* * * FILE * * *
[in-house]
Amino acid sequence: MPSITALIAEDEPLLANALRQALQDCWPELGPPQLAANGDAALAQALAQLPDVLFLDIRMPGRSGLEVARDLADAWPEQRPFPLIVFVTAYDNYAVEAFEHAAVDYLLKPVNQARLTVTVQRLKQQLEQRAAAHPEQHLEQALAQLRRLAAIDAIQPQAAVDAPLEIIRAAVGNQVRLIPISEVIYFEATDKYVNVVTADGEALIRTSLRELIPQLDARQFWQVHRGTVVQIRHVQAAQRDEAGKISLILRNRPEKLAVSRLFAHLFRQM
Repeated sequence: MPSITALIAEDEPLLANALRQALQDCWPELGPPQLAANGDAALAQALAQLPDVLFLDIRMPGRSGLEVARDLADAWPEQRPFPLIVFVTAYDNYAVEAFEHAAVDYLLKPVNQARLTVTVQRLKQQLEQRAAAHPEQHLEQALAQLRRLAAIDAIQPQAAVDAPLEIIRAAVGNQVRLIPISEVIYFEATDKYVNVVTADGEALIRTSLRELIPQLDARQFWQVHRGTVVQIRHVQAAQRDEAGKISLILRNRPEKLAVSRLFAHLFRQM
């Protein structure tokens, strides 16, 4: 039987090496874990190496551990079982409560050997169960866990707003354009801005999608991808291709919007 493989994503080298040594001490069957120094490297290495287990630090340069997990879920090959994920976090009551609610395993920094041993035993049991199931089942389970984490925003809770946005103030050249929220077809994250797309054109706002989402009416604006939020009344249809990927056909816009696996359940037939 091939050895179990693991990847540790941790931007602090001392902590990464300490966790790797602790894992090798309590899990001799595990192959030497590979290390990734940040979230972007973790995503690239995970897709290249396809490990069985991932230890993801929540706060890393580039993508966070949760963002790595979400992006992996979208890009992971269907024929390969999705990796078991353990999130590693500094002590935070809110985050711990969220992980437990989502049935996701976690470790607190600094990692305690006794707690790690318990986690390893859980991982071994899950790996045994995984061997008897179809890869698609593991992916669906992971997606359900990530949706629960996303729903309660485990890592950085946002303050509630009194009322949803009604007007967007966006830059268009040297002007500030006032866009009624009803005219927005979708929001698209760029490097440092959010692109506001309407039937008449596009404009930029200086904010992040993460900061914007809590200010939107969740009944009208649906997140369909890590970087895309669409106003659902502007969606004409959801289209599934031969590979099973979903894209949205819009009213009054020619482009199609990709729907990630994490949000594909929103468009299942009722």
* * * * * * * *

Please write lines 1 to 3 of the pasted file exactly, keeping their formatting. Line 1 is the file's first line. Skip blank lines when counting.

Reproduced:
[in-house]
Amino acid sequence: MPSITALIAEDEPLLANALRQALQDCWPELGPPQLAANGDAALAQALAQLPDVLFLDIRMPGRSGLEVARDLADAWPEQRPFPLIVFVTAYDNYAVEAFEHAAVDYLLKPVNQARLTVTVQRLKQQLEQRAAAHPEQHLEQALAQLRRLAAIDAIQPQAAVDAPLEIIRAAVGNQVRLIPISEVIYFEATDKYVNVVTADGEALIRTSLRELIPQLDARQFWQVHRGTVVQIRHVQAAQRDEAGKISLILRNRPEKLAVSRLFAHLFRQM
Repeated sequence: MPSITALIAEDEPLLANALRQALQDCWPELGPPQLAANGDAALAQALAQLPDVLFLDIRMPGRSGLEVARDLADAWPEQRPFPLIVFVTAYDNYAVEAFEHAAVDYLLKPVNQARLTVTVQRLKQQLEQRAAAHPEQHLEQALAQLRRLAAIDAIQPQAAVDAPLEIIRAAVGNQVRLIPISEVIYFEATDKYVNVVTADGEALIRTSLRELIPQLDARQFWQVHRGTVVQIRHVQAAQRDEAGKISLILRNRPEKLAVSRLFAHLFRQM